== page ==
7. repec:bla:presci:v:97:y:2018:i:1:p:9-24 is not listed on IDEAS
    8. Borrs, Linda & Knauth, Florian, 2016. "The impact of trade and technology on wage components," DICE Discussion Papers 241, University of Düsseldorf, Düsseldorf Institute for Competition Economics (DICE).
    9. Thibault Fally & Benjamin Faber, 2016. "Firm Heterogeneity in Consumption Baskets: Evidence from Home and Store Scanner Data," 2016 Meeting Papers 381, Society for Economic Dynamics.
    10. Antràs, Pol & de Gortari, Alonso & Itskhoki, Oleg, 2017. "Globalization, inequality and welfare," Journal of International Economics, Elsevier, vol. 108(C), pages 387-412.
    11. repec:eee:reveco:v:56:y:2018:i:c:p:3-14 is not listed on IDEAS
    12. Goel, Manisha, 2017. "Inequality Between and Within Skill Groups: The Curious Case of India," World Development, Elsevier, vol. 93(C), pages 153-176.
    13. Sampson, Thomas, 2016. "Assignment reversals: Trade, skill allocation and wage inequality," Journal of Economic Theory, Elsevier, vol. 163(C), pages 365-409.
    14. Hiroshi Daisaka & Taiji Furusawa & Noriyuki Yanagawa, 2014. "Globalization, Financial Development and Income Inequality," Pacific Economic Review, Wiley Blackwell, vol. 19(5), pages 612-633, December.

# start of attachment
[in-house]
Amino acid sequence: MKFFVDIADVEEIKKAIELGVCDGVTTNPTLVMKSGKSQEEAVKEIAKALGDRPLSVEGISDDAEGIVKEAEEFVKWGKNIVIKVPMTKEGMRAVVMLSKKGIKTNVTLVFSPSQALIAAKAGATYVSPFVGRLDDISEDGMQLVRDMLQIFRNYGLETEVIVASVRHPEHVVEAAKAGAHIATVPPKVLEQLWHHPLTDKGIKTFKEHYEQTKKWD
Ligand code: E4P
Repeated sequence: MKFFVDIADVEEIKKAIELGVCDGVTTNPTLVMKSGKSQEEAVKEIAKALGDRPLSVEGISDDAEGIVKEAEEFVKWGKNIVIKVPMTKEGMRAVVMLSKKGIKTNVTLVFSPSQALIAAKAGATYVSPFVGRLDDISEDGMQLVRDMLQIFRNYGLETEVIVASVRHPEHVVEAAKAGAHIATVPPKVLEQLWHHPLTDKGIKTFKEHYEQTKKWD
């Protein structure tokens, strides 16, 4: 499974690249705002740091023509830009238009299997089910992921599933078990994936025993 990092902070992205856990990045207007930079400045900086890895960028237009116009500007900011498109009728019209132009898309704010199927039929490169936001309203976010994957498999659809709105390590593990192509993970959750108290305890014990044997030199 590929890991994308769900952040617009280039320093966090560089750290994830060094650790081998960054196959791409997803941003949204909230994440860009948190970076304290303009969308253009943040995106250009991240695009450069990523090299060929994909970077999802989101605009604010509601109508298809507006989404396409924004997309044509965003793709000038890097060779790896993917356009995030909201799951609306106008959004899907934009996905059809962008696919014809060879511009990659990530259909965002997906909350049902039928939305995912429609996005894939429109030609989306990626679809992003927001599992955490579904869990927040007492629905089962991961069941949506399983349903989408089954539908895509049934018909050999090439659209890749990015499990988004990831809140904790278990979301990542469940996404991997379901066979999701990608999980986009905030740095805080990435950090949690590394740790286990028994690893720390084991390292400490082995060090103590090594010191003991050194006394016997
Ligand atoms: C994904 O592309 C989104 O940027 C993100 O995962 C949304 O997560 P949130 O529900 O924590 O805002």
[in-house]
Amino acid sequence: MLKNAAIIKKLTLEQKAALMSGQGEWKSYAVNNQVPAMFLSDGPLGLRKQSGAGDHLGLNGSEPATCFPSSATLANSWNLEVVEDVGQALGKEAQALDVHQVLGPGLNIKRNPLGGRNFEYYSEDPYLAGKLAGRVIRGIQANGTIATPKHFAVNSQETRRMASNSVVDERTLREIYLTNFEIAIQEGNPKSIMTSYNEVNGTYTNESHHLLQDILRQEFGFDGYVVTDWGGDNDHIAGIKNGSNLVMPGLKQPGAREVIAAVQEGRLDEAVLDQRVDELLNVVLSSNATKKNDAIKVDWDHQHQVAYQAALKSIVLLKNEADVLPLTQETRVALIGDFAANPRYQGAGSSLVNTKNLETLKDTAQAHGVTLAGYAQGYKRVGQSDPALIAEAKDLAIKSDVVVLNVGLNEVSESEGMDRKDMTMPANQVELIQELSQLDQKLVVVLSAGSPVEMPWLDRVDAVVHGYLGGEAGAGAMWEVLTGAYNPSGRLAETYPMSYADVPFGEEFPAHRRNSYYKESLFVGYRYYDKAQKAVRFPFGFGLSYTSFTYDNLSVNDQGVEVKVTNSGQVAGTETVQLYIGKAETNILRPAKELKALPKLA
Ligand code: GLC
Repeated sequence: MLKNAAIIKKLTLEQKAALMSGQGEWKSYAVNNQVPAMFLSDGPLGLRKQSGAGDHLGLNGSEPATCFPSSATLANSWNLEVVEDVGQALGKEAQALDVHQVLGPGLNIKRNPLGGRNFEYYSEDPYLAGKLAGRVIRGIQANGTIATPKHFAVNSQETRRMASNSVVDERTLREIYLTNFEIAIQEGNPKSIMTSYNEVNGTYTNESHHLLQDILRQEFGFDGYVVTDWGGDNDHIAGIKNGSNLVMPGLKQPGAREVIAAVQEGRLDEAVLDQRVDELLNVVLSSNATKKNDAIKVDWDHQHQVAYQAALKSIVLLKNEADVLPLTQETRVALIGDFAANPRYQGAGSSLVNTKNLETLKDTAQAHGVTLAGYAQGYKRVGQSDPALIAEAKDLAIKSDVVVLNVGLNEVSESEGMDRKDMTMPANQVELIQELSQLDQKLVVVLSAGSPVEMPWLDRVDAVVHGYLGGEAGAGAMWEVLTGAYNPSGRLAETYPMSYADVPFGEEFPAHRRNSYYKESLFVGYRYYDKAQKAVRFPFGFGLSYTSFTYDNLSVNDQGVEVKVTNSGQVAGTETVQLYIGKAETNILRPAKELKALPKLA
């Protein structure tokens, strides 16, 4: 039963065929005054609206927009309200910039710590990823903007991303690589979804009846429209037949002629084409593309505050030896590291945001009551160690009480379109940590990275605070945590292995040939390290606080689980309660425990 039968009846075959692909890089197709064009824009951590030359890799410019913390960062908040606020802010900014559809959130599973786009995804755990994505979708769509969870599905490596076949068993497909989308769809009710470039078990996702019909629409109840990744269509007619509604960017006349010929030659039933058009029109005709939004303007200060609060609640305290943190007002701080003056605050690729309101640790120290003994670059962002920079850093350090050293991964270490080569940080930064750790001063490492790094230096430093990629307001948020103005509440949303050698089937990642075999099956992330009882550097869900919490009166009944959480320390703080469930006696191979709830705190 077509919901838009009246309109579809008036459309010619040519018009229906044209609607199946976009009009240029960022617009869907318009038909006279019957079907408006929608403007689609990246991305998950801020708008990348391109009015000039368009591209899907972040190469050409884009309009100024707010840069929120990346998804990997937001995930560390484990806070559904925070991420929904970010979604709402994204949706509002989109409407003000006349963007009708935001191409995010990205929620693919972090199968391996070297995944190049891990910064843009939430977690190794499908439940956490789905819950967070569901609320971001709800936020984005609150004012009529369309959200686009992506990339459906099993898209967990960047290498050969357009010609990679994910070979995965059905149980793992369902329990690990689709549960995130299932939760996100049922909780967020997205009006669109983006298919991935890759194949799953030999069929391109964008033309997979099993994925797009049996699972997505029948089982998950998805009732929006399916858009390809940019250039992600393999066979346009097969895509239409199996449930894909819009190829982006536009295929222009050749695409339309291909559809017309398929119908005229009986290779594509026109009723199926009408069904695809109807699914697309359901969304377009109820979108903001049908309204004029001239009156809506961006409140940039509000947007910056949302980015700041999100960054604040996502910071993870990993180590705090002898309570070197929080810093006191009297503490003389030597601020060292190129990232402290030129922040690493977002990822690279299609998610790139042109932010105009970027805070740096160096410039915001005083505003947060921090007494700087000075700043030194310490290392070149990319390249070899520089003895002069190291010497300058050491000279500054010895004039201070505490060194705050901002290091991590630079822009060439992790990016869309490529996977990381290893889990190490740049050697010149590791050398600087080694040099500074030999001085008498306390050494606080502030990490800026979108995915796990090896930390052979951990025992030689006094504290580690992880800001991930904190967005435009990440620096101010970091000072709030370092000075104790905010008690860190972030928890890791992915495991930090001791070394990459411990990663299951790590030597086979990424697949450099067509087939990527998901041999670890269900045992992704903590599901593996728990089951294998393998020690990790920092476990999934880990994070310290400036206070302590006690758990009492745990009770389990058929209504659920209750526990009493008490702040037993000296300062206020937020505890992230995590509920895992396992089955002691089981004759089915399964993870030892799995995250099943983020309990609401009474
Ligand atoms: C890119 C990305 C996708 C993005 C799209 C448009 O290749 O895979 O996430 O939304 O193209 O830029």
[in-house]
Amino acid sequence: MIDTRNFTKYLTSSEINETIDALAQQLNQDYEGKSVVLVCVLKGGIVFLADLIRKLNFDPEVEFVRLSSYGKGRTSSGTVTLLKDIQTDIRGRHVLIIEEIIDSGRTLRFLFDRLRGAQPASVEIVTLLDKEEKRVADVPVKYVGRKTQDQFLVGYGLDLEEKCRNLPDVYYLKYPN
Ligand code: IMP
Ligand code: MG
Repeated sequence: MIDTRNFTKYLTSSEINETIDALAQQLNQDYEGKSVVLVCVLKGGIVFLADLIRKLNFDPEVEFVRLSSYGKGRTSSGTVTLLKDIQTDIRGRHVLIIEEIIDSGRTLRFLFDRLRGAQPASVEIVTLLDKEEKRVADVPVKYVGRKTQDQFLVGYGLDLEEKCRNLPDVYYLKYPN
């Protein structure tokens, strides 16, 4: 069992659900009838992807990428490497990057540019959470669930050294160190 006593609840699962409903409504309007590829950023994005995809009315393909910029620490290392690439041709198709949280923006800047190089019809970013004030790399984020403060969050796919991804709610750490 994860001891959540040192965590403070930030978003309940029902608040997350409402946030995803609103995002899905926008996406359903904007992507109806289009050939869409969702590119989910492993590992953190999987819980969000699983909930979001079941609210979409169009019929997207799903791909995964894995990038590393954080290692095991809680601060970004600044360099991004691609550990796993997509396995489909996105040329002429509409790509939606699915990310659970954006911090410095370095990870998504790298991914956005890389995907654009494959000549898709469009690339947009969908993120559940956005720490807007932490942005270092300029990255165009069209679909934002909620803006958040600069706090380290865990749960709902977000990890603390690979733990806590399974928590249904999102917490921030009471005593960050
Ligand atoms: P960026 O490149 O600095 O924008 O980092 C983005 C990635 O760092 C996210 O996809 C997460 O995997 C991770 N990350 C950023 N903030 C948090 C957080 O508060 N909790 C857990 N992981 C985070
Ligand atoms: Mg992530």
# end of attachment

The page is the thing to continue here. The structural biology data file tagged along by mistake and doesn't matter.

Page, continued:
15. Swati Dhingra & Gianmarco Ottaviano & Veronica Rappoport & Thomas Sampson & Catherine Thomas, 2018. "UK trade and FDI: A post‐Brexit perspective," Papers in Regional Science, Wiley Blackwell, vol. 97(1), pages 9-24, March.
    16. Bombardini, Matilde & Orefice, Gianluca & Tito, Maria D., 2019. "Does exporting improve matching? Evidence from French employer-employee data," Journal of International Economics, Elsevier, vol. 117(C), pages 229-241.
    17. Michael Koch, 2016. "Skills, Tasks and the Scarcity of Talent in a Global Economy," Review of International Economics, Wiley Blackwell, vol. 24(3), pages 536-563, August.
    18. Mamoon, Dawood, 2017. "Why International Trade Cause Inequality in Developing Countries," MPRA Paper 82268, University Library of Munich, Germany.
    19. Davidson, Carl & Heyman, Fredrik & Matusz, Steven & Sjöholm, Fredrik & Zhu, Susan Chun, 2018. "Globalization and the Jobs Ladder," Working Papers 2018:31, Lund University, Department of Economics.
    20. repec:bla:reviec:v:26:y:2018:i:4:p:801-825 is not listed on IDEAS